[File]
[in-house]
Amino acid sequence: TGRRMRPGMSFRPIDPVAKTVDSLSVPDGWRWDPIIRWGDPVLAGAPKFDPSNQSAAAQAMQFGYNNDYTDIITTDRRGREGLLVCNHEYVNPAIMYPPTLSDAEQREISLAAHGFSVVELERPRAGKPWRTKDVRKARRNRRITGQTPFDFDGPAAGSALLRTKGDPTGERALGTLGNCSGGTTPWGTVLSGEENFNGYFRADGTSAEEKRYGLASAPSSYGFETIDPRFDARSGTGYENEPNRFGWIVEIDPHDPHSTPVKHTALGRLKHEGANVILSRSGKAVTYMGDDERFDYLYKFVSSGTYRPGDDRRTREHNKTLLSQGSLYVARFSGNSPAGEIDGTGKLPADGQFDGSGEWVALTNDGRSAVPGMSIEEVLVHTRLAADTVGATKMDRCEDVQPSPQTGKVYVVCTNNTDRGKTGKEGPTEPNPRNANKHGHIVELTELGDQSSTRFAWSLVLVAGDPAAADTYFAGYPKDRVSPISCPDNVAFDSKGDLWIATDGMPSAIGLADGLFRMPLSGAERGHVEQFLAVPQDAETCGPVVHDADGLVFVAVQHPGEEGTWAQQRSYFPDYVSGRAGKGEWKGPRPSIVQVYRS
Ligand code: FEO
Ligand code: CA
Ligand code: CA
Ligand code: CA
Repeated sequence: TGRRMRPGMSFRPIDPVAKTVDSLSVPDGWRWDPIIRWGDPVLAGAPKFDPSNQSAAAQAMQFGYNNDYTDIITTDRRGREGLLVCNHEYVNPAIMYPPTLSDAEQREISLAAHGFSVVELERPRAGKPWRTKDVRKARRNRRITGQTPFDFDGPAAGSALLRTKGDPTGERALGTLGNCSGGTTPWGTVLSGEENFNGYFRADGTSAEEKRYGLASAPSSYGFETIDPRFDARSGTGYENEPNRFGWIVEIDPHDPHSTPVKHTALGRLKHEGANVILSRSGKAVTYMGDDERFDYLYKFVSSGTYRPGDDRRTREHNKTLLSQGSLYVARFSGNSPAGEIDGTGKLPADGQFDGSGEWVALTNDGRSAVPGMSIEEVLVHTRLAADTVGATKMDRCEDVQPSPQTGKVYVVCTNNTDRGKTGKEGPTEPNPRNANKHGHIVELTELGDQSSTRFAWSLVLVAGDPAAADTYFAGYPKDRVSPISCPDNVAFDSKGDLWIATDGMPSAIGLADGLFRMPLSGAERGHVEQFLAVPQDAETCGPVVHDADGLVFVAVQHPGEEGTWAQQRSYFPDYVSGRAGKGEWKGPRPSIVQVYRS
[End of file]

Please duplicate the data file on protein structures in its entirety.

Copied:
[in-house]
Amino acid sequence: TGRRMRPGMSFRPIDPVAKTVDSLSVPDGWRWDPIIRWGDPVLAGAPKFDPSNQSAAAQAMQFGYNNDYTDIITTDRRGREGLLVCNHEYVNPAIMYPPTLSDAEQREISLAAHGFSVVELERPRAGKPWRTKDVRKARRNRRITGQTPFDFDGPAAGSALLRTKGDPTGERALGTLGNCSGGTTPWGTVLSGEENFNGYFRADGTSAEEKRYGLASAPSSYGFETIDPRFDARSGTGYENEPNRFGWIVEIDPHDPHSTPVKHTALGRLKHEGANVILSRSGKAVTYMGDDERFDYLYKFVSSGTYRPGDDRRTREHNKTLLSQGSLYVARFSGNSPAGEIDGTGKLPADGQFDGSGEWVALTNDGRSAVPGMSIEEVLVHTRLAADTVGATKMDRCEDVQPSPQTGKVYVVCTNNTDRGKTGKEGPTEPNPRNANKHGHIVELTELGDQSSTRFAWSLVLVAGDPAAADTYFAGYPKDRVSPISCPDNVAFDSKGDLWIATDGMPSAIGLADGLFRMPLSGAERGHVEQFLAVPQDAETCGPVVHDADGLVFVAVQHPGEEGTWAQQRSYFPDYVSGRAGKGEWKGPRPSIVQVYRS
Ligand code: FEO
Ligand code: CA
Ligand code: CA
Ligand code: CA
Repeated sequence: TGRRMRPGMSFRPIDPVAKTVDSLSVPDGWRWDPIIRWGDPVLAGAPKFDPSNQSAAAQAMQFGYNNDYTDIITTDRRGREGLLVCNHEYVNPAIMYPPTLSDAEQREISLAAHGFSVVELERPRAGKPWRTKDVRKARRNRRITGQTPFDFDGPAAGSALLRTKGDPTGERALGTLGNCSGGTTPWGTVLSGEENFNGYFRADGTSAEEKRYGLASAPSSYGFETIDPRFDARSGTGYENEPNRFGWIVEIDPHDPHSTPVKHTALGRLKHEGANVILSRSGKAVTYMGDDERFDYLYKFVSSGTYRPGDDRRTREHNKTLLSQGSLYVARFSGNSPAGEIDGTGKLPADGQFDGSGEWVALTNDGRSAVPGMSIEEVLVHTRLAADTVGATKMDRCEDVQPSPQTGKVYVVCTNNTDRGKTGKEGPTEPNPRNANKHGHIVELTELGDQSSTRFAWSLVLVAGDPAAADTYFAGYPKDRVSPISCPDNVAFDSKGDLWIATDGMPSAIGLADGLFRMPLSGAERGHVEQFLAVPQDAETCGPVVHDADGLVFVAVQHPGEEGTWAQQRSYFPDYVSGRAGKGEWKGPRPSIVQVYRS